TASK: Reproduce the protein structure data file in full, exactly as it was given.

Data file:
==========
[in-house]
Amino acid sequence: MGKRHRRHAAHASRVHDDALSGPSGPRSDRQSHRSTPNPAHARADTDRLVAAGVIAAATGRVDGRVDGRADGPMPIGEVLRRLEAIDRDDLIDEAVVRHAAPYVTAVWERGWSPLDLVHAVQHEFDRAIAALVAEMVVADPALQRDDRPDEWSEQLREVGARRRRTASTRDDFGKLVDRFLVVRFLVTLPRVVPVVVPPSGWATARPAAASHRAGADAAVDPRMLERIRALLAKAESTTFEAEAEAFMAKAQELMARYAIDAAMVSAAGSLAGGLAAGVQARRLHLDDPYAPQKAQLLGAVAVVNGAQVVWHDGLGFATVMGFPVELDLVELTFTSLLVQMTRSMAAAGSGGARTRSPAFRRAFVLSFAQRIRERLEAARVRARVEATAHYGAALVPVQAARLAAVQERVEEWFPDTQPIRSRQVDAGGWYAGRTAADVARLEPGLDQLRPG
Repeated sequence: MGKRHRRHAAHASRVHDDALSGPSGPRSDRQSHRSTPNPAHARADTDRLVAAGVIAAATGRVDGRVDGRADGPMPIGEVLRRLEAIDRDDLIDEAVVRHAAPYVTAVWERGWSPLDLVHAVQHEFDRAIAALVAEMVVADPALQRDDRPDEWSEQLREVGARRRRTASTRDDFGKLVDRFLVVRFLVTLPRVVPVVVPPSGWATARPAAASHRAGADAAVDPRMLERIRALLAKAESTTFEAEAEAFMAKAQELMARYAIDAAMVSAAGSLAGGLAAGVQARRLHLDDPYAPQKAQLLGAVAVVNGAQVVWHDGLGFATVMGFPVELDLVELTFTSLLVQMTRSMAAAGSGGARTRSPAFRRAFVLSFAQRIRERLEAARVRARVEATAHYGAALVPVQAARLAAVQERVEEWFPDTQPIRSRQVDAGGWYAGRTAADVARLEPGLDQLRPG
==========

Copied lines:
[in-house]
Amino acid sequence: MGKRHRRHAAHASRVHDDALSGPSGPRSDRQSHRSTPNPAHARADTDRLVAAGVIAAATGRVDGRVDGRADGPMPIGEVLRRLEAIDRDDLIDEAVVRHAAPYVTAVWERGWSPLDLVHAVQHEFDRAIAALVAEMVVADPALQRDDRPDEWSEQLREVGARRRRTASTRDDFGKLVDRFLVVRFLVTLPRVVPVVVPPSGWATARPAAASHRAGADAAVDPRMLERIRALLAKAESTTFEAEAEAFMAKAQELMARYAIDAAMVSAAGSLAGGLAAGVQARRLHLDDPYAPQKAQLLGAVAVVNGAQVVWHDGLGFATVMGFPVELDLVELTFTSLLVQMTRSMAAAGSGGARTRSPAFRRAFVLSFAQRIRERLEAARVRARVEATAHYGAALVPVQAARLAAVQERVEEWFPDTQPIRSRQVDAGGWYAGRTAADVARLEPGLDQLRPG
Repeated sequence: MGKRHRRHAAHASRVHDDALSGPSGPRSDRQSHRSTPNPAHARADTDRLVAAGVIAAATGRVDGRVDGRADGPMPIGEVLRRLEAIDRDDLIDEAVVRHAAPYVTAVWERGWSPLDLVHAVQHEFDRAIAALVAEMVVADPALQRDDRPDEWSEQLREVGARRRRTASTRDDFGKLVDRFLVVRFLVTLPRVVPVVVPPSGWATARPAAASHRAGADAAVDPRMLERIRALLAKAESTTFEAEAEAFMAKAQELMARYAIDAAMVSAAGSLAGGLAAGVQARRLHLDDPYAPQKAQLLGAVAVVNGAQVVWHDGLGFATVMGFPVELDLVELTFTSLLVQMTRSMAAAGSGGARTRSPAFRRAFVLSFAQRIRERLEAARVRARVEATAHYGAALVPVQAARLAAVQERVEEWFPDTQPIRSRQVDAGGWYAGRTAADVARLEPGLDQLRPG